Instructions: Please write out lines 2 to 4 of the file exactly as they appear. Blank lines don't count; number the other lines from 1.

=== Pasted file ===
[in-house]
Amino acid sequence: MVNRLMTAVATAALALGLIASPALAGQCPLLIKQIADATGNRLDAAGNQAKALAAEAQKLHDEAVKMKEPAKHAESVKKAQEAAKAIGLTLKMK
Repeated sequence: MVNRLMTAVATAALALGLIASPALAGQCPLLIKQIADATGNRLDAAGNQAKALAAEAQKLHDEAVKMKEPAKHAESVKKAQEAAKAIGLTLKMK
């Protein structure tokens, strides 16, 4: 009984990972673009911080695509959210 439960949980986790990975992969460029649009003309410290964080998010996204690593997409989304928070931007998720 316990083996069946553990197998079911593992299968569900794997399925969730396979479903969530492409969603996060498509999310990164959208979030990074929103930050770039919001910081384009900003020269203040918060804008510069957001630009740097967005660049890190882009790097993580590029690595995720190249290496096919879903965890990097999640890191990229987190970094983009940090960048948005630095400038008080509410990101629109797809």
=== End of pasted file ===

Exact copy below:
Amino acid sequence: MVNRLMTAVATAALALGLIASPALAGQCPLLIKQIADATGNRLDAAGNQAKALAAEAQKLHDEAVKMKEPAKHAESVKKAQEAAKAIGLTLKMK
Repeated sequence: MVNRLMTAVATAALALGLIASPALAGQCPLLIKQIADATGNRLDAAGNQAKALAAEAQKLHDEAVKMKEPAKHAESVKKAQEAAKAIGLTLKMK
């Protein structure tokens, strides 16, 4: 009984990972673009911080695509959210 439960949980986790990975992969460029649009003309410290964080998010996204690593997409989304928070931007998720 316990083996069946553990197998079911593992299968569900794997399925969730396979479903969530492409969603996060498509999310990164959208979030990074929103930050770039919001910081384009900003020269203040918060804008510069957001630009740097967005660049890190882009790097993580590029690595995720190249290496096919879903965890990097999640890191990229987190970094983009940090960048948005630095400038008080509410990101629109797809």